Nothing cited in this article gives any support to the idea that Grosseteste had any idea whatever about science. His works are just medieval vaporings like other medieval vaporings such as those of Aquinas, but marginally more interesting. They convey nothing of importance to our current thinking, except some modicum of historical perspective.

    report
    1. Tom McLeish

      Professor of Physics and Pro-Vice-Chancellor for Research at Durham University

      In reply to Thomas Goodey

      Thomas, not sure what you mean by 'vaporings', or indeed by 'science' in this short statement. Of course this is not modern science by current standard, and we would never wish to promote a naive 'presentist' argument that says so. But equally it is important the trace the long and difficult emergence of ideas and motivations that lead to current science. The narrative that the enlightenment ideas of Newton and Galileo etc appeared from nowhere is equally untenable.

      The Proc Roy Soc article…

      Read more
    2. Thomas Goodey

      Researcher

      In reply to Tom McLeish

      I understand your point. Essentially you are saying that Grosseteste was tentatively propounding the idea that "natural laws" have brought about the present structure of the visible universe, as distinct from arbitrary actions of the Deity. To what extent, however, did he maintain that there was no ongoing intervention by God in the process of building up the solar system? In other words, did Grosseteste think (as Newton and Galileo thought) that God set up the natural laws, pushed the button to…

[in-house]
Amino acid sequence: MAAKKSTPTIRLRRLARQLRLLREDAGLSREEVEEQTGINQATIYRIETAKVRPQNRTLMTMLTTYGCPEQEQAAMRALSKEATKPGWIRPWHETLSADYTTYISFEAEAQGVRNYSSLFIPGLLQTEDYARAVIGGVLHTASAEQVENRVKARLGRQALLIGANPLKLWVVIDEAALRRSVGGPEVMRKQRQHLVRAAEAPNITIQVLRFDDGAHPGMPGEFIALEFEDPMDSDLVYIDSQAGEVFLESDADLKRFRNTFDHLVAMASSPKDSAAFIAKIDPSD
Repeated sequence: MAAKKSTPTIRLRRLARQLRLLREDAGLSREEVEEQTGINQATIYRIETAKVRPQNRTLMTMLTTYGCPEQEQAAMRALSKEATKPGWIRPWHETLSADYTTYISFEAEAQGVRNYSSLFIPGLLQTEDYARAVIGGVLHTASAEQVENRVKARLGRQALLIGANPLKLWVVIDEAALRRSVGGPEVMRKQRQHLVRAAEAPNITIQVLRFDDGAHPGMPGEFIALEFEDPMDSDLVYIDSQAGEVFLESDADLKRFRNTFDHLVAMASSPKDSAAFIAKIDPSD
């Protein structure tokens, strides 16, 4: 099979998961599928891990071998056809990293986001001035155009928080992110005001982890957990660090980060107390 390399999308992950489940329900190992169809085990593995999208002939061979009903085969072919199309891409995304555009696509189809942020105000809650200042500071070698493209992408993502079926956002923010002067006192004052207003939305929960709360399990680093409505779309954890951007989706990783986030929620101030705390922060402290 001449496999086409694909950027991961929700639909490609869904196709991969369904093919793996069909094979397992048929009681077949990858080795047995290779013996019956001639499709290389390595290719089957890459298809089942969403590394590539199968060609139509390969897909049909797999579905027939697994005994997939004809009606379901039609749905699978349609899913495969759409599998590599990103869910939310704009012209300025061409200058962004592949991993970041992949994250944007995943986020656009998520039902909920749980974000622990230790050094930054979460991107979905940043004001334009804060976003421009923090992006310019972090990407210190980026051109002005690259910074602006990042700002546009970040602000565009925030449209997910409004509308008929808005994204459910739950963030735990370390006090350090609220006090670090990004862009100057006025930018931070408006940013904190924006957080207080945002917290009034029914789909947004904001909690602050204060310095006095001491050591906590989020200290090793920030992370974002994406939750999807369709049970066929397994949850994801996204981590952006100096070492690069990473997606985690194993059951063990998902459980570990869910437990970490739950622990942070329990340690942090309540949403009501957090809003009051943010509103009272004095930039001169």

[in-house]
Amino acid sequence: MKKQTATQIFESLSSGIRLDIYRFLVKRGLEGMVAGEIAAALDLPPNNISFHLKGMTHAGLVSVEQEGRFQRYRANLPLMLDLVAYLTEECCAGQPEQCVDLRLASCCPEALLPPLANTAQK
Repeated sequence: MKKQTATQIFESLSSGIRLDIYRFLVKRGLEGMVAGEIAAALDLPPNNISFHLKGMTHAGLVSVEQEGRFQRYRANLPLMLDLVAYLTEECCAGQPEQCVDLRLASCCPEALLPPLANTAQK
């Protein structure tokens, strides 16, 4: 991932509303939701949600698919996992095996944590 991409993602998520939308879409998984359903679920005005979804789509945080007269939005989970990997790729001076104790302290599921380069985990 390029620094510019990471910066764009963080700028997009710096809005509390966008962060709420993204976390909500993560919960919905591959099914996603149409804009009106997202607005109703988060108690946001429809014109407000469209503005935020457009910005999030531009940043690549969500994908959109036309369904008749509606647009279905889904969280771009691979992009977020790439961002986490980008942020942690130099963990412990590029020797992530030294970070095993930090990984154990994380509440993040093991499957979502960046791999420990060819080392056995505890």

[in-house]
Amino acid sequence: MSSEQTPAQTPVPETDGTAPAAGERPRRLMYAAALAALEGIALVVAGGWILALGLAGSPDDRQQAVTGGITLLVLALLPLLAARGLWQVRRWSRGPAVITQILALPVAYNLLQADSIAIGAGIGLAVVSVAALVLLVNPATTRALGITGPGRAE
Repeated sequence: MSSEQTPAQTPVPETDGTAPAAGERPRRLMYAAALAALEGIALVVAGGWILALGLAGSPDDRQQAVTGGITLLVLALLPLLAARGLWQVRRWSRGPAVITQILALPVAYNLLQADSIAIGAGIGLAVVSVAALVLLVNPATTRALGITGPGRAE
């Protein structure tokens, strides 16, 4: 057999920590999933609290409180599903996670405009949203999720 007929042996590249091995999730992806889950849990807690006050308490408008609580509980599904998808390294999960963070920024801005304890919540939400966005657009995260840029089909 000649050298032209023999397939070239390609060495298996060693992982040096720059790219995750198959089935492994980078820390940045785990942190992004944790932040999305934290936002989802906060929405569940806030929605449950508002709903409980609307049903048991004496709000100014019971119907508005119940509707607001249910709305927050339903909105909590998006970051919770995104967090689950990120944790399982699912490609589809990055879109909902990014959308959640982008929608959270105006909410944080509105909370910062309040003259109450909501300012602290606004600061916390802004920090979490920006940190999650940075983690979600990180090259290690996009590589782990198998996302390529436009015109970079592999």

Read more
    3. Chris Jeynes

      Senior researcher at University of Surrey

      In reply to Thomas Goodey

      Thomas: Grosseteste was insisting that God did not behave arbitrarily or capriciously, not with regard to us nor with regard even to the operation of his creation. Why is seventeenth and eighteenth century deism required for epistemological consistency?

      You are also quite wrong about the "standing back". Just because there is an immediate cause of a phenomenon does not mean there is not also a chain of causation back to the ultimate cause. The mediaevals were much more subtle than you appear to be!

      What is practical importance? Is the LHC "practical"? But the job of building it (on time and on budget!) certainly was! Do we deduce that you like your values all nicely packaged for evaluation by the accountants? I think it is brilliant that the Durham people are re-evaluating mediaeval philosophy so that we can better understand the genesis of the scientific method (and, hence, the face of the world today).

      report
  2. Marek Bekerman

    logged in via Twitter

    The concept of multiple and parallel universes is inherent in Hinduist and Buddhist teachings and predates Grosseteste by millenia. Arrived at by intuitive introspection and other means considered non-scientific in today's terms, they have been found strikingly accurate and in line with Einstein's calculations. Grosseteste's contribution is more about reclaiming what was already known in the ancient world and re-translating it into contemporary terms of reference to the mediaeval West.

    report
    1. Thomas Goodey

      Researcher

      In reply to Marek Bekerman